When she moves on to speak of Christian formation she uses the story of the Assyrian besiegers talking to the Israelites on the wall in Jerusalem (2 Kings 18-19). Her point is that the church needs to have “behind-the-wall” conversations with young people which provides them with resources to interact with the dominant culture, talking with those on the wall.

We can safely assume that the modern-day Assyrians (media, marketers, and other culture-makers of global postmodernity) are immersing American teenagers in the official language of the commercial empire. The empire’s language dismisses Yahweh, offers tantalizing but ultimately empty promises of salvation, and hands out scripts that the empire expects teenagers to follow. Unless the church cultivates a behind-the-wall conversation that reminds young people who they are, who they belong to, why they are here, and where their future hope lies – unless we hand on a tradition that gives them cultural tools to help them lay claim to this alternate vision of reality – then the empire’s conversation is the only view they have (114-115).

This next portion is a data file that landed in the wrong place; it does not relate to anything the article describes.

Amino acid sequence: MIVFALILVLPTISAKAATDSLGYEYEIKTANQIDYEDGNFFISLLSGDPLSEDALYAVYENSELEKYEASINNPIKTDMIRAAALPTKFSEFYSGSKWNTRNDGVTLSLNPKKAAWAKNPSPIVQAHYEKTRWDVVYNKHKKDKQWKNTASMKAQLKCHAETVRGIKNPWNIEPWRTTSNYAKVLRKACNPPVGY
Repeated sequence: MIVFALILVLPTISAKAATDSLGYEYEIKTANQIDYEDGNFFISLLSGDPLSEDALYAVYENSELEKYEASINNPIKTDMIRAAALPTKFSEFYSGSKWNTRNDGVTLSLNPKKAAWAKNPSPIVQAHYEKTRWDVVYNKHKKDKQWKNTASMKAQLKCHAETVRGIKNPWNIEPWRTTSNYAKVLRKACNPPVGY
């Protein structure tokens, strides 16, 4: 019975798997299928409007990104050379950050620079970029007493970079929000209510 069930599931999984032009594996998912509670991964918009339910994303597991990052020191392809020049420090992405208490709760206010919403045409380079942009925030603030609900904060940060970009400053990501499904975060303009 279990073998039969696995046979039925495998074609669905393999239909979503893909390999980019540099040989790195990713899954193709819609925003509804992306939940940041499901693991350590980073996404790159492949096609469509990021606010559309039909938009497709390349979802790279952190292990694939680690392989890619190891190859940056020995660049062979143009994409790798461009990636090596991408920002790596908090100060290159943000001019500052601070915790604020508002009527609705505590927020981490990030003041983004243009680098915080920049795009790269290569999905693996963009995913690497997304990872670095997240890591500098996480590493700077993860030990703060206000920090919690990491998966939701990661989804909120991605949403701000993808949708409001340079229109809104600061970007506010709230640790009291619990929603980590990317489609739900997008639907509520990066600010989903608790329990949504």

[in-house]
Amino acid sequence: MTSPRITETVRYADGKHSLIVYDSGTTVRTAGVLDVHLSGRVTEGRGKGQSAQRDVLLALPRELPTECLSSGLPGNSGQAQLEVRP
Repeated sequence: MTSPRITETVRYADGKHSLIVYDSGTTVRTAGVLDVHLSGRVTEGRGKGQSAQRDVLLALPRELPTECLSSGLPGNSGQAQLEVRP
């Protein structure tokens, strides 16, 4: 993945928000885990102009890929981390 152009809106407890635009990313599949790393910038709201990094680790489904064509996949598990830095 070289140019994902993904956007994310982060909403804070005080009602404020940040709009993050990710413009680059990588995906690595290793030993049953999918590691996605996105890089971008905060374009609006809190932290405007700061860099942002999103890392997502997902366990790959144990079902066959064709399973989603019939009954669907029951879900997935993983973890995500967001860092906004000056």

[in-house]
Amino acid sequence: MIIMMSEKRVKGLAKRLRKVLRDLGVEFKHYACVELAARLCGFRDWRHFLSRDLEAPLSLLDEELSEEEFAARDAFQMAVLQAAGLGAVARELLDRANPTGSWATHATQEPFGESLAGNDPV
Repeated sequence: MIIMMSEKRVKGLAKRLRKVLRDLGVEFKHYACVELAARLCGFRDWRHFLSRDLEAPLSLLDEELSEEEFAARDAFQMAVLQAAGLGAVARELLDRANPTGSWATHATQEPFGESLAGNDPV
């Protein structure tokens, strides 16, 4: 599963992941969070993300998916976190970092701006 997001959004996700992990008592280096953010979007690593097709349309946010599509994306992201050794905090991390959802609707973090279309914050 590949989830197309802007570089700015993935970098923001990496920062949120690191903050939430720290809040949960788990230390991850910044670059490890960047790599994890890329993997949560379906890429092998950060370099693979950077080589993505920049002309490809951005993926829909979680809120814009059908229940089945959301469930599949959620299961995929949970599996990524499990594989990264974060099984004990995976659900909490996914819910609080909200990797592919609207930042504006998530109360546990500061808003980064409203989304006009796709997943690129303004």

The question then is, how do we do this? She argues that the solution is not just to create a curriculum in an attempt to pass on the necessary information. Rather, mature Christians must walk alongside younger Christians in discipleship, passing on the tradition as they go.

I see this in campus ministry. Every year I make an effort to meet with students one-on-one throughout my week. Some students I meet with formally, week after week at the same time (except when they forget or have too much work!). Other students I set up meetings with on an occasional basis, while still others informally sit with me in my “office” in the library and chat. I believe that these times do more for my relationship with students and for their spiritual growth than the teachings at our large group meetings each week.